In addition to making haggis for Burns suppers, Feast put the dish on its regular menu over a weekend in January. It’s rarely on the menu at Feast, and I’ve never seen it on any other restaurant menu in Houston. I’d never tasted haggis so I made a reservation for dinner, bringing along my friend Peggy, an American who had lived in Scotland and eaten the haggis there. Referring to the Feast version, she commented, “It’s meatier than the haggis I remember. I recall a lot more filler in Scotland, a lot more oats.” That said, we both agreed that the haggis at Feast was delicious.
The comment regarding “filler” in haggis is pertinent. Like a lot of infamous or exotic dishes, the recipe for haggis is historically made up of stuff left over after the “good stuff” is finished. So after the exquisite lamb chops and rack of lamb and other conventional cuts of the lamb were used (usually eaten by the wealthy), what was left over – the organs, etc. – were chopped up, mixed with “filler” (like oats) to make it more substantial and sometimes nutritious, and then served (usually to poor people) as a dish like haggis.
Today, haggis isn’t just a poor man’s dish, and it’s not just served in restaurants and at Burns suppers. Haggis is available in a can. And frozen. And it’s shipped to haggis lovers (read: Scottish expatriates) all over the world. Except in the United States. In 1971, for health reasons, the U.S. prohibited the import of food containing sheep lung. Then in 1989, the U.S. banned the import of all beef and lamb from the United Kingdom due to the “mad cow disease” crisis. So what’s a haggis-loving Scottish expatriate in the U.S. to do?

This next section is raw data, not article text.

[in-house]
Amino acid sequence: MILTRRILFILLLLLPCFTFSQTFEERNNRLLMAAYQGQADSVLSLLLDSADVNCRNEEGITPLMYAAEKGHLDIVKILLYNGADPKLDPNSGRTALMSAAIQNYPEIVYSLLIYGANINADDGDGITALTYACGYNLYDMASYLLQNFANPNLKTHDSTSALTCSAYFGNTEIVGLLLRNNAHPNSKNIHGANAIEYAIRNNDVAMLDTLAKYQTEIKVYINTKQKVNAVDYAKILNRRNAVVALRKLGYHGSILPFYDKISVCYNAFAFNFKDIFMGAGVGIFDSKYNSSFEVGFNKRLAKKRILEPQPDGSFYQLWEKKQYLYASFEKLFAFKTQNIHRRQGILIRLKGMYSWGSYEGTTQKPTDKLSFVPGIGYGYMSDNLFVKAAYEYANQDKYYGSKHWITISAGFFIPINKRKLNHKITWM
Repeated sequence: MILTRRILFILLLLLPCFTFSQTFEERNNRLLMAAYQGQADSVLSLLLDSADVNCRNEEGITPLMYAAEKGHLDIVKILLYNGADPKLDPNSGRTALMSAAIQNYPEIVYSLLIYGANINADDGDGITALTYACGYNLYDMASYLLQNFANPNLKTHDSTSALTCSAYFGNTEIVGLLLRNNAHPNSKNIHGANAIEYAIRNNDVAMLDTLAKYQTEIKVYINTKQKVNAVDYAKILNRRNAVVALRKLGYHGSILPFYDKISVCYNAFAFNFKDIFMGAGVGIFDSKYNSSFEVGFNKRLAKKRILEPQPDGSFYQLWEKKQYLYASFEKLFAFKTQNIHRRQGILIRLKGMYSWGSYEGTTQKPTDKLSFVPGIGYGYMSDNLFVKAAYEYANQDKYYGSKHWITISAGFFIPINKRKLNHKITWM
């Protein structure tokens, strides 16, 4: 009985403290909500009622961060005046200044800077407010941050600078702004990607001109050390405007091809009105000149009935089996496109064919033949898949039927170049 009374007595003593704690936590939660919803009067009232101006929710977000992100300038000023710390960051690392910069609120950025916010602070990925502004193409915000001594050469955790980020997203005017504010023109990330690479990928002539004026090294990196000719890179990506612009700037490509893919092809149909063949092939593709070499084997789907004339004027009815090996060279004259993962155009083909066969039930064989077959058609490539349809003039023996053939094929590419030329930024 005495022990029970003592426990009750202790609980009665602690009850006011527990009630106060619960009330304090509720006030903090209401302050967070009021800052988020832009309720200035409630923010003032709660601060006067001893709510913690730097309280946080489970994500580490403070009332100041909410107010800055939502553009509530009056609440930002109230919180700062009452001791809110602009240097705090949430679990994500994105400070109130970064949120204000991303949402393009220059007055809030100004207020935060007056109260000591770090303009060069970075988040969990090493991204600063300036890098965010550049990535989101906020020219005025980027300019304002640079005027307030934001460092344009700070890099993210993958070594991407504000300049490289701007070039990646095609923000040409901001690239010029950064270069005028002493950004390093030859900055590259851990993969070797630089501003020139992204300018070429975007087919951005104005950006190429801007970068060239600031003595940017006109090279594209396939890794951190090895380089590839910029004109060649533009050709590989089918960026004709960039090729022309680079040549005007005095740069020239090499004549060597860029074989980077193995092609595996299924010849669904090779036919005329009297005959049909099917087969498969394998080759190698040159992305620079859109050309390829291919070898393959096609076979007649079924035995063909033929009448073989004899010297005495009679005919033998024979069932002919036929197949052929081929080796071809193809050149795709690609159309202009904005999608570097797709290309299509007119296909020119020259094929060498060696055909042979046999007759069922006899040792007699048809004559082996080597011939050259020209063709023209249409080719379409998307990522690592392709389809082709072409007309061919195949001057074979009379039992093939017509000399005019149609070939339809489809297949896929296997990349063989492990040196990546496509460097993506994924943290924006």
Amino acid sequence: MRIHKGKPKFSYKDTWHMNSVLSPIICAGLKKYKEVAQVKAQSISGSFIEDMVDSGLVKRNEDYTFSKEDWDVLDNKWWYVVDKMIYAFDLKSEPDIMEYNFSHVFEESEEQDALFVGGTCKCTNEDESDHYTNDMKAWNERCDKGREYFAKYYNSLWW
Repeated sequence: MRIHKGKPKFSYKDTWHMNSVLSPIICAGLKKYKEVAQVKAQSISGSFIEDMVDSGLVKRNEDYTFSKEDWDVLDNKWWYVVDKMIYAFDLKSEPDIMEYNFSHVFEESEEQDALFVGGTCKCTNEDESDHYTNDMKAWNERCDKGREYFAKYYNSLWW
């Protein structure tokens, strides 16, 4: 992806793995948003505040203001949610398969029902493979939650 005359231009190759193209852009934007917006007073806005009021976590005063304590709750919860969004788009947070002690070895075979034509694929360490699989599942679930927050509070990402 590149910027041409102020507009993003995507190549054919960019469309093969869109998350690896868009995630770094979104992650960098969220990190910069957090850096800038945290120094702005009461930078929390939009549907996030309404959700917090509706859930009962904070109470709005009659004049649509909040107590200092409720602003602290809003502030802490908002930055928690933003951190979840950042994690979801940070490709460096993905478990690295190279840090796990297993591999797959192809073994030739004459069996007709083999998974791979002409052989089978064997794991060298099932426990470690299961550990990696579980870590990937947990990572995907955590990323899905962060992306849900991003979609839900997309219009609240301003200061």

I called Debbie Tosh, buyer and general manager (and expat Scot) at British Isles, a store in Houston that specializes in products and food from the U.K. “We have canned haggis. It’s made from Scottish recipes, but manufactured in the U.S.” I asked the obvious question, how much of it does she actually sell? “We sell a lot. There’s a big community of Scottish expatriates in Houston, mostly associated with the oil industry. We sell by the case for Burns suppers. And we do sell some as gag gifts.”
I bought a couple of different kinds of canned haggis at British Isles to try them out. One of them is made by Caledonian Kitchen which, ironically, is manufactured in Ohio by a company headquartered near Dallas by owners who have no connection to Scotland other than their distant ancestry. In 1992, on a pilgrimage to Scotland to trace his ancestry, owner Jim Walters got hooked on haggis. Back in the U.S. he realized there was no haggis to be found, so he made his own based on Scottish recipes. He started serving it at Scottish festivals in the U.S. and eventually started canning it and selling it.
In 2003, a Scottish magazine invited Walters to submit his haggis to a tasting competition in Scotland. Canned haggis from nine manufacturers in Scotland plus Walter’s Texas haggis were entered. The Texas haggis came in an impressive 5th place. I asked Walters if he was there to accept either bouquets or brickbats from the Scots for his impressive placing. “No, they wouldn’t let me attend. I think they thought I’d show up in a kilt and cowboy boots!”
So what does canned haggis taste like? First, it’s more pungent than the Feast restaurant version. The earthy, meaty, somewhat metallic flavor of the offal (organs) is more pronounced, though not necessarily distasteful for most people. If you’ve ever eaten beef or chicken livers, the overall flavor of haggis is somewhat similar. The pungent flavor is cut by the nutty oats, which are more prominent in the canned version. The oats also offer a nice crunchy texture. The spices are also noticeable, and add an extra dimension of flavor.
My conclusion? Haggis is perhaps an acquired taste, but it’s nothing to be afraid of.
Posted 15 February 2011 on the www.29-95.com website.